Nuvia is building an ARM-based CPU core and server SoC from scratch, aiming for leadership in power, performance, and TCO. It takes time to finish up an actual project, but the blog written by Jon Bruno is giving the competition the benefit of the doubt and expects the competition to up the game in the next two years. According to projections, Nuvia will still win in power per core and performance.
Nuvia targets server, data center
Nuvia is targeting the Hyperscaler – server market, and it is safe to assume that there is a great interest in this project since the group of industry veterans managed to generate such a high sum in the round one financing. Names include ex-Apple SoC veteran Gerard Williams III as a CEO, John Bruno ex ATI, AMD, Google and, Manu Gulati of ex-Google. The marketing is led by Jon Carvill, a veteran that worked in many big chip companies including ATI, AMD, Intel, Qualcomm, GlobalFoundries as well as Facebook.
We can only imagine that the round two of financing will play out well, but again, a startup needs hundreds of millions to develop an SoC chip from scratch.
The demand for servers and hyperscalers just keeps getting higher as we generate more data, and even though the server market has tremendously changed over the last two decades, there is space for innovation. Most data centers are limited by compute capability of workload, AI, and I/O capabilities, power dissipation, as well as the power bill and physical space.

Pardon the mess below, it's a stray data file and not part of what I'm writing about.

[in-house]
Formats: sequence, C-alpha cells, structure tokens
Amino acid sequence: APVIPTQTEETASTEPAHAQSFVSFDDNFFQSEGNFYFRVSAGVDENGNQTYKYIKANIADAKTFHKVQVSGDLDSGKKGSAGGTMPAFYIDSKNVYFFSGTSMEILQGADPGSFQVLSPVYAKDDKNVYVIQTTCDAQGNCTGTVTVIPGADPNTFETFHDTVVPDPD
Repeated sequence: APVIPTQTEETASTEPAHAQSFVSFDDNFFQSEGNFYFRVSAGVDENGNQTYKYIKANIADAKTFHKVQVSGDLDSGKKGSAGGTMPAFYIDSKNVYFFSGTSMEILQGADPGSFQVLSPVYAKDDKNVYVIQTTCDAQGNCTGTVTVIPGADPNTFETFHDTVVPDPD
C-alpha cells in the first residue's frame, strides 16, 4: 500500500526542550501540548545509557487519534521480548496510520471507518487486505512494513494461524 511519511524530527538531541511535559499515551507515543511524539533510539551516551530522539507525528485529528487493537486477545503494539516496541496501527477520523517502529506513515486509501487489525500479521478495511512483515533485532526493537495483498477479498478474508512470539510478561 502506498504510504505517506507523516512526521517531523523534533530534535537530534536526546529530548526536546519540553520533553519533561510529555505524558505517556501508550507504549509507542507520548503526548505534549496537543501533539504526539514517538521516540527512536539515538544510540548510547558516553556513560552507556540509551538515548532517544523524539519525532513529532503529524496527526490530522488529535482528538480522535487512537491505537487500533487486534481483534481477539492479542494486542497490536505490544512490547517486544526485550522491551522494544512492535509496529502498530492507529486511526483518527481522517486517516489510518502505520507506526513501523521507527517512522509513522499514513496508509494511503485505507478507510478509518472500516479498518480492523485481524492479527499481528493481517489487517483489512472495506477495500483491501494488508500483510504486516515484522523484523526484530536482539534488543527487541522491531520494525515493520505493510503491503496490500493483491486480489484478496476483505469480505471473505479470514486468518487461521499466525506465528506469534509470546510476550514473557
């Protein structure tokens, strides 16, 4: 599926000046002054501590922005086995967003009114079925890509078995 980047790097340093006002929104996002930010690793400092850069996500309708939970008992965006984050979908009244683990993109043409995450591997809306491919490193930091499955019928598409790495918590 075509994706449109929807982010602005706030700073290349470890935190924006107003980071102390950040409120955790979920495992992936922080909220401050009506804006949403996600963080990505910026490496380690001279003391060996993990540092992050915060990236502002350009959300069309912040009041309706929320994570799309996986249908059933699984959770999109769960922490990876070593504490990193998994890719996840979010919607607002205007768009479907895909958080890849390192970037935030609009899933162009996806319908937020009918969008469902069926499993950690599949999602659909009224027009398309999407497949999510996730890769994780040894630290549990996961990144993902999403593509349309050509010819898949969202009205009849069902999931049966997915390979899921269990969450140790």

John Bruno shared his first data with the public in the recently posted blog that takes about an important metric called Performance per Total Cost of Ownership (TCO).
Nuvia is developing an SoC that will deliver industry-leading performance with the highest levels of efficiency. In order to do that, no stock ARM core will do the job or any existing X86 processor core from both AMD or Intel.
Phoenix core and Orion SoC
The company is building a CPU core codenamed Phoenix with a complete overhaul of the CPU pipeline. Nuvia describes Phoenix as a custom core based on the ARM architecture that will find its way to Orion SoC.
Smartly targeted comparison of X86 processors versus Qualcomm's Snapdragon S865 based on Art A77 7nm core tells a great story. It shows something that most of you know. The ARM stock core inside of the Qualcomm chip shows excellent single tread performance with under 2W. Once the power increases to double digits, 14 nm Skylake, 10nm Sunny Cove, and 7nm Zen 2 perform only 40 to 50 percent faster but at 6x to 11x power of the ARM stock core.
Adding Apple A13 and A12Z cores tell a story that making a custom CPU ARM core pays off. Apple scores close to a single-threaded performance of 10 nm Sunny Cove and wins against AMD's Zen 2 7nm and does it under 4W. Intel and AMD still need 15 to 25W to get that performance. Some might wonders why everyone doesn't simply do the ARM-based cores from scratch just as Apple did. The easy answer is that it is hard and expensive, and only a few engineers can actually pull it off.
At the same time, companies like Apple benefit as it controls the horizontal product and software stack, but a player such as Qualcomm needs to make a standard platform that fits 100s of customers and fulfills their needs.